2. In cross-examination, Mr Yang admitted he started trade in 1998.  However when the licence expired in 2015 business stopped. They have not traded since that year.  Mr Yang testified apart from Yangtze construction he owns some other companies as well. He admitted he owed some money for the one or two years they made profit but stated the other years they made a loss.  He denied his company owed the amount claimed by the plaintiff which he stated is an incredible amount. He stated he had asked his agent Ramani and Company to raise objections to the amount but could not confirm that they had done so within 60 days.  It was suggested to him he had not done so and he replied he had informed his Agent, Ramani and Companies to do so. Witness testified that he was not aware that for the year 2013 and 2014 SRC have raised default assessment in terms of Corporate Social Responsibility Tax and he does not think that he received any notice from SRC for this issue.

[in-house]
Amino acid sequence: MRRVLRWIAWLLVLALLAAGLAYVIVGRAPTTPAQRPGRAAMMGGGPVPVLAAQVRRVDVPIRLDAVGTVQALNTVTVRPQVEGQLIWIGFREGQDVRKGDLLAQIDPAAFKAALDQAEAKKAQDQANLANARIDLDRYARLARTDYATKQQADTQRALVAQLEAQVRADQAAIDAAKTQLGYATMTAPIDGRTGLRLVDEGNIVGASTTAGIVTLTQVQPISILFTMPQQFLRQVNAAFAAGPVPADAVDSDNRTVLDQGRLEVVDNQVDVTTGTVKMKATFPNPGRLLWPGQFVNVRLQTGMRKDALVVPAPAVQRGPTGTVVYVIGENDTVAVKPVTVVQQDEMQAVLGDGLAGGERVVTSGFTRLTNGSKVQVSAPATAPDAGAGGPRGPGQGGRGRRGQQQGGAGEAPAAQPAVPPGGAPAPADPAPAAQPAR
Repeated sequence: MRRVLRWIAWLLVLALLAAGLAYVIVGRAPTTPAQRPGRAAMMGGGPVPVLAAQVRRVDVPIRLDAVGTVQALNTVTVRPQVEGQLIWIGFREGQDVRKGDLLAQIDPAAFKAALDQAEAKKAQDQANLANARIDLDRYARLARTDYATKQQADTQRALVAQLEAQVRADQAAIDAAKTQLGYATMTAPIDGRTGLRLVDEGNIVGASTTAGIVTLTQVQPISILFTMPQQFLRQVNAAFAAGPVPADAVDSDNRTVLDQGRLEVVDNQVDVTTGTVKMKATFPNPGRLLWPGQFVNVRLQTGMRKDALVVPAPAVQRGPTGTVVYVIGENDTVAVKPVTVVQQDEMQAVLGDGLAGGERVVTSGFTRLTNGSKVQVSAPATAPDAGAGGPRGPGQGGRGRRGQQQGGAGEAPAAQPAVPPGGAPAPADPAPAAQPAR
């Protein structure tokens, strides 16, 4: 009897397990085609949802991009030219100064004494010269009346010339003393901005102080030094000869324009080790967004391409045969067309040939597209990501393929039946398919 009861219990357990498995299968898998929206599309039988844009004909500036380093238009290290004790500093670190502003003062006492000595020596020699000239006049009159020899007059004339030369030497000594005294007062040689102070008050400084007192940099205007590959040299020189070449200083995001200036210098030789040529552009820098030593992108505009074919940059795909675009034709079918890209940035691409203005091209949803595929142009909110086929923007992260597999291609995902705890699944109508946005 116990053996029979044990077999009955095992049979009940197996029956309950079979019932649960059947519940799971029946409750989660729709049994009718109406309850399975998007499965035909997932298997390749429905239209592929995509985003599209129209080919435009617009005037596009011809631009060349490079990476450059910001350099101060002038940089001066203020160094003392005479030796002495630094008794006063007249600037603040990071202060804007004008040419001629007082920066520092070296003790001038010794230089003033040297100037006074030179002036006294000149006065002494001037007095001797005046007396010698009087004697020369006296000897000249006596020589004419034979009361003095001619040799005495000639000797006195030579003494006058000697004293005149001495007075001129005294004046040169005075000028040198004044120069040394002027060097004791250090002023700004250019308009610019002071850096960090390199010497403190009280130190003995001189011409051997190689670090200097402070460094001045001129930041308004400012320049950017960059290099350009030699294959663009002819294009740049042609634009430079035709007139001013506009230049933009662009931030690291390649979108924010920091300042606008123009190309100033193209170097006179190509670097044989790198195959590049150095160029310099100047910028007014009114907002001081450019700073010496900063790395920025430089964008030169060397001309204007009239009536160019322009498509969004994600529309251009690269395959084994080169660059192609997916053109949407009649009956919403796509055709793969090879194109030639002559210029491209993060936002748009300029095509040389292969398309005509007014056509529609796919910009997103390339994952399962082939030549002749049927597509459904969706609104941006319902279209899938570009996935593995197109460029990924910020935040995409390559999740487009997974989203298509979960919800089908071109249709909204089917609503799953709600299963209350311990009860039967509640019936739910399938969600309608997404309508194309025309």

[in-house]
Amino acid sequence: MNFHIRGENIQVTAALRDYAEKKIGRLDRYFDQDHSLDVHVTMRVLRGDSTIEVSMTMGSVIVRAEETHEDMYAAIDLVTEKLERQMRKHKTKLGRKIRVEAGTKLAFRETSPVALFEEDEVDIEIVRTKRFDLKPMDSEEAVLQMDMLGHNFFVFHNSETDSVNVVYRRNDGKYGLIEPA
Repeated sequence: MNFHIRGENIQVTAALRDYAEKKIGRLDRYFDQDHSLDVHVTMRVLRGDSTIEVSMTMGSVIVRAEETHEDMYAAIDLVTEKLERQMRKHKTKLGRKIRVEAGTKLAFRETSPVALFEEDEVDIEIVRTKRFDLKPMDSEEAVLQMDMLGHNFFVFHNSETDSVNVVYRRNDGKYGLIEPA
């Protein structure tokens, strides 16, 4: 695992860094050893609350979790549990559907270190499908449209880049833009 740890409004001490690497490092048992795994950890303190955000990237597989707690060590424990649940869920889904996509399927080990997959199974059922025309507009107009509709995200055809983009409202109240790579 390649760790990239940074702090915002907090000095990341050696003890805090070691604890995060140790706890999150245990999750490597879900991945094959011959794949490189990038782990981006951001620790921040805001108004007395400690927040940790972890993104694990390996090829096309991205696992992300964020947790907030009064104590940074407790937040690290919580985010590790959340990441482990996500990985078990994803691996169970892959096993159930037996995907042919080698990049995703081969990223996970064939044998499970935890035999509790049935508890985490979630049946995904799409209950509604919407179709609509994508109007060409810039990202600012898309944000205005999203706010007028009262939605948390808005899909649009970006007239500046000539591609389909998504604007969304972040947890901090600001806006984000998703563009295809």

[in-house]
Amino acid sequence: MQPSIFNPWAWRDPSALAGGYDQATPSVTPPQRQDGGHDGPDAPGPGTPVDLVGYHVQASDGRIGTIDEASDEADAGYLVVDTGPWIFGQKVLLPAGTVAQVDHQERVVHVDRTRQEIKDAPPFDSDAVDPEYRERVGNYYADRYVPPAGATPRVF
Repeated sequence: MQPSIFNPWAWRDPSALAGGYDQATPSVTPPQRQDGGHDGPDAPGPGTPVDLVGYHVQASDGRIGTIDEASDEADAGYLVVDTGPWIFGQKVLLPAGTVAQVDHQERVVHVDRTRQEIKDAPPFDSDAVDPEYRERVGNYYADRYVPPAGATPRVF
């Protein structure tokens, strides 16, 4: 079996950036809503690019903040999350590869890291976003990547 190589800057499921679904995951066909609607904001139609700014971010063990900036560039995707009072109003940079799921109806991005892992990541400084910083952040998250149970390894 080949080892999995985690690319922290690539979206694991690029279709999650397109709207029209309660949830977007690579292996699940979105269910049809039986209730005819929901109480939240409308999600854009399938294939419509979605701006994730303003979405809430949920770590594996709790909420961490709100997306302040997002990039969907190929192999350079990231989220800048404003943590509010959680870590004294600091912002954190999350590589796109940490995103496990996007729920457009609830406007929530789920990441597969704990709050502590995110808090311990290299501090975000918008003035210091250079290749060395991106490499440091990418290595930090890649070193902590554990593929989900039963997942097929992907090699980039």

3. Mr Yang further testified that he is not aware that there is a default assessment raised by the SRC for the years 2014, 2015, 2016 and he does not think that he received any notice assessment for 2014, 2015 and 2016. However, Mr Yang admitted that he met with the SRC officers and could not remember exactly what they discussed. He stated that the business is not that good so he is not able to make any payment as per the payment plan agreed on. Witness was shown Exhibit P20 and 21. Exhibit P20 dated 18th March 2016 and witness confirmed that he had a meeting with the SRC officials but however, he cannot not remember exactly what was discussed.